If you’re talking about the Half Deaders, I wanted something to create the equivalent of a ‘vampire with a soul’ since the original pitch I was given was Buffy with zombies. And since I had wild cards, which are fully immune, I thought it would be fun to have another possible reaction to the zombie virus; that being the need to eat human flesh in order to avoid dying and becoming an actual zombie. Moral dilemma time!
How much of the series was planned and did it ever deviate?
I had all three books basically outlined (short outlines with lots of room for growth), but the timeline I’d originally planned (the trilogy was supposed to span a year or two) shrunk down to a few months so some stuff didn’t make it into the books because they wouldn’t fit within the shorter passage of time for the events. I didn’t plan on killing certain characters at all either. And the biker gang was going to have a much smaller part originally and now they’re part of the book’s climax.
How did writing Plague World compare to other novels in the trilogy?
Plague Nation was difficult because I had ‘second book syndrome’ but Plague World was an uphill battle all the way until I got to the last few chapters, and then I couldn’t stop writing. I had a lot of things going on personally and professionally (day job professionally) last year that made focusing on Plague World very difficult, and I also just didn’t know how I was going to wrap everything up. I had a few things mapped out, but it really didn’t come together until I wrote it. I really hope I never have that much difficulty writing a book again, that’s for damn sure.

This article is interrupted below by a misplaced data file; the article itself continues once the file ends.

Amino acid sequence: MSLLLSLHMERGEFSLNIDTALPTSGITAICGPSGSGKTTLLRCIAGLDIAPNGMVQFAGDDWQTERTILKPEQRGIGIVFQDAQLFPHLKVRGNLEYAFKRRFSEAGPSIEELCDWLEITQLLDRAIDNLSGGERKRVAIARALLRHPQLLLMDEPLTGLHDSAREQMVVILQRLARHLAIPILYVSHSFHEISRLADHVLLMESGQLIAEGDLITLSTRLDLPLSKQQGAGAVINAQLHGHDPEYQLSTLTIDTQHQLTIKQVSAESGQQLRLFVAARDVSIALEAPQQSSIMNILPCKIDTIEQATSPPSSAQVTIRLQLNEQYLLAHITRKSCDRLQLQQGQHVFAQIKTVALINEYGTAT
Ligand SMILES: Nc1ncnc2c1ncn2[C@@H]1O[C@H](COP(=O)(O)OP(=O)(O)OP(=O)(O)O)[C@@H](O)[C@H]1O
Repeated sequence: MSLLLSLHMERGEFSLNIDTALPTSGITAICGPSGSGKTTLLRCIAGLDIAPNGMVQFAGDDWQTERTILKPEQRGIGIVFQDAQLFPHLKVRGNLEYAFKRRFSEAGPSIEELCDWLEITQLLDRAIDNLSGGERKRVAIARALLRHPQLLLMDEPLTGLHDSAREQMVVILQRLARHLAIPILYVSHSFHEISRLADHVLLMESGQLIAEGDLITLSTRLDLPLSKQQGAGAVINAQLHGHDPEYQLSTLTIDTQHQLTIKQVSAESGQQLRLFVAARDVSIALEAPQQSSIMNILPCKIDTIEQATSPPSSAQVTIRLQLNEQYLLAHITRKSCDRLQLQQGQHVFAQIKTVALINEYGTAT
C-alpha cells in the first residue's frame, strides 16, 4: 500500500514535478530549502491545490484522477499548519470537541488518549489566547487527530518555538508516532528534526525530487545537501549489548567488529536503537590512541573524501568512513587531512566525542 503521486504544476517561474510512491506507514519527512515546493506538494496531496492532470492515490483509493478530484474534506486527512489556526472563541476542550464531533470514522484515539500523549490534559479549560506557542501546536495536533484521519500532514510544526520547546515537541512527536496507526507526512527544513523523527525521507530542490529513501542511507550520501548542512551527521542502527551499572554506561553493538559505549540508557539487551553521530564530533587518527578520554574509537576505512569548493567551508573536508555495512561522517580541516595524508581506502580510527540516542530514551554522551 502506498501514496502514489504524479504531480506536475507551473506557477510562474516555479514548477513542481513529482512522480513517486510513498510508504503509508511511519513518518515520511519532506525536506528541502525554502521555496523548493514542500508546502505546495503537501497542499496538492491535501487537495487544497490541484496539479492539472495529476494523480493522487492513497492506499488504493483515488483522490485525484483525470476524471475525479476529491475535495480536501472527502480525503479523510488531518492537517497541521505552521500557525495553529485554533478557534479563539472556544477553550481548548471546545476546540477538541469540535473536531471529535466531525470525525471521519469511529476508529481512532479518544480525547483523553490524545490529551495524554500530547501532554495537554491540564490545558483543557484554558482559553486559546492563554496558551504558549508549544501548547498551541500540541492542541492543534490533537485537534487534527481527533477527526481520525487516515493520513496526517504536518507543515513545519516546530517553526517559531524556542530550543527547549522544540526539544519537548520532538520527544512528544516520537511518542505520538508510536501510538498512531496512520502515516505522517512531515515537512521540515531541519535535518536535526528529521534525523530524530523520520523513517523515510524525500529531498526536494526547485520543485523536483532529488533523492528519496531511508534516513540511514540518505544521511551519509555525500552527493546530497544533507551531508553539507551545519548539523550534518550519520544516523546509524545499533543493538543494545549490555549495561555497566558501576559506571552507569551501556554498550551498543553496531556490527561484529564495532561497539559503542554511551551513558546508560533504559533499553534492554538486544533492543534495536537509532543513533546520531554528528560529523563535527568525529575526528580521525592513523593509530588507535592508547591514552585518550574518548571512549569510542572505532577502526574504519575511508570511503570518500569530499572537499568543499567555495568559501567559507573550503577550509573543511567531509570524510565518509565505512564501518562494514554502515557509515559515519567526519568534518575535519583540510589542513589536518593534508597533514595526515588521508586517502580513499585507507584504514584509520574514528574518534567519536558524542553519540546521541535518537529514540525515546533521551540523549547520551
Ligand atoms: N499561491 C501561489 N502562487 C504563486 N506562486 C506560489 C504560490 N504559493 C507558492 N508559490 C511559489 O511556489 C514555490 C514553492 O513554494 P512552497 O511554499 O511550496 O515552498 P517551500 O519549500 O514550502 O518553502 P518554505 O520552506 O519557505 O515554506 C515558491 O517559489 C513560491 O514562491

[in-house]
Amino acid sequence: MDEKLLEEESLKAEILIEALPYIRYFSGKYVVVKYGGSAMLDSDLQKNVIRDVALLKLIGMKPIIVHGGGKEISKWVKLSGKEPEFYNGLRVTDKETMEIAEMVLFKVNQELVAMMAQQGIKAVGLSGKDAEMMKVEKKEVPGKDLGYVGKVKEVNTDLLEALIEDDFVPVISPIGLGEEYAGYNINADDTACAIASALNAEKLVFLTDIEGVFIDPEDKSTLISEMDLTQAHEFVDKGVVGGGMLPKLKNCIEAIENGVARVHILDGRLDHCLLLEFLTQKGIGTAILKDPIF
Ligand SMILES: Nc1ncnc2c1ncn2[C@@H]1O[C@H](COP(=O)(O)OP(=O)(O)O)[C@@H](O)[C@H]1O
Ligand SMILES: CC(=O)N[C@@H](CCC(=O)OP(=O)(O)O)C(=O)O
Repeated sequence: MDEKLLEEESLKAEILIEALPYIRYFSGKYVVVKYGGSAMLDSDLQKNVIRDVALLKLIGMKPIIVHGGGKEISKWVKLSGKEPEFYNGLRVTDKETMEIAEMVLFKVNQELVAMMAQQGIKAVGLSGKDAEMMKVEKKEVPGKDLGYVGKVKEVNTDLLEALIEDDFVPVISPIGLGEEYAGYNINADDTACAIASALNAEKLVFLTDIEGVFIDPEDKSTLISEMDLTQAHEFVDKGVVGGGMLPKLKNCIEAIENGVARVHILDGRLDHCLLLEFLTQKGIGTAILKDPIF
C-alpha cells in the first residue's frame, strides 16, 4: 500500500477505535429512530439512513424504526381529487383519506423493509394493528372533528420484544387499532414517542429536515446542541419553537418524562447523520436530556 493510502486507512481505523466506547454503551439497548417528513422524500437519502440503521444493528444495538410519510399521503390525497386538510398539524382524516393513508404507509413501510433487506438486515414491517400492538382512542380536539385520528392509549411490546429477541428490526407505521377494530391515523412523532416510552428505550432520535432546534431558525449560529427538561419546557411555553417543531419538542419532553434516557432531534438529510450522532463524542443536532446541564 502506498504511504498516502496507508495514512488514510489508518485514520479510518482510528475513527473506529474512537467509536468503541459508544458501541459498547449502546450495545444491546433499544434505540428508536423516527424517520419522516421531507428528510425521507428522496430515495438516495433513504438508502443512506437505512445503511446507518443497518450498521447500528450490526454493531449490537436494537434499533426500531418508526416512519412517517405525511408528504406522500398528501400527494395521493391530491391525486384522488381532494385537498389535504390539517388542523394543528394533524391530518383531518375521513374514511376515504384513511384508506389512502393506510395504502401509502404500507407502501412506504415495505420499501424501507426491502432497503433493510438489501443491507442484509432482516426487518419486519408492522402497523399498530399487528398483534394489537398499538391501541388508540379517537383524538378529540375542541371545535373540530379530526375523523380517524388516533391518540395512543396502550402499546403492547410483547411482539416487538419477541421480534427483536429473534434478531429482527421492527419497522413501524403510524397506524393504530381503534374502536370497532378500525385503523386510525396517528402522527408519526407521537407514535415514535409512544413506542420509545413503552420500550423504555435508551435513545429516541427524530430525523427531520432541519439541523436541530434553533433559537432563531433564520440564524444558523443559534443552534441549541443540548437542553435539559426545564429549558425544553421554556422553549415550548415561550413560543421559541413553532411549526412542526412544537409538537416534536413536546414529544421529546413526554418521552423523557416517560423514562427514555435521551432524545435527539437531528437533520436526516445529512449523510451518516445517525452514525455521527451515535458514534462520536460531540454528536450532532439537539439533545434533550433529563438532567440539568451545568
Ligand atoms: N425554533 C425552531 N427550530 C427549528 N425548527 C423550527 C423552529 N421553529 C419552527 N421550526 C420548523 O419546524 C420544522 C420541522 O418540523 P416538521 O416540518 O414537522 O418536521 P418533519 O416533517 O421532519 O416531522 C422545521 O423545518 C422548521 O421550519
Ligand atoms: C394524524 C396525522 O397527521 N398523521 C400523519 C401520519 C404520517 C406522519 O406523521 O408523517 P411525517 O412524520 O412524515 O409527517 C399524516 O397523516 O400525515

Plague World is darker in tone than previous Ashley Parker novels – was this intentional or something that happened during the writing process?
I was in a very dark place for a while last year. I used to think suicide was incredibly selfish, but that’s because I’d never experienced a time where the amount of emotional pain I was in outweighed my ability to cope with it. I didn’t – and wouldn’t – do it because my biggest fear is who would take care of my cats if I died suddenly, and… well, I found a hidden cache of strength to draw from. Because of all of this, I was able to take Plague World in a darker direction and I think the choices I made for my characters were stronger because of it. I don’t think I would have been able to kill certain characters or put Ashley through the emotional/mental/physical pain I did had I not been in a pretty dark place myself and gained new perspective on which to draw from.
Was there anything removed during the editing process that you wish you had kept in?
My editor and I work closely together and if I really disagree with any of his edits, he generally lets me have my way. And I’ve learned to be able to let go of things if they bog down the pace. I can always use them later!
What do you have planned for the future?
Well, if Titan wants them, I have ideas for more Ashley books and I’m also pitching a new urban fantasy series to them. In the meantime, my fiancé and I are working on a YA Sci-Fi trilogy together that I’m really excited about. I am not allowed to mention any spoilers, however.
My fiancé hates spoilers, which makes it entertaining to write a pitch/outline with him. “Yes, hon, we do have to include the ending in the outline because agents and editors generally don’t take kindly to sell copy in place of outlines.”
Dana Fredsti, thank you very much.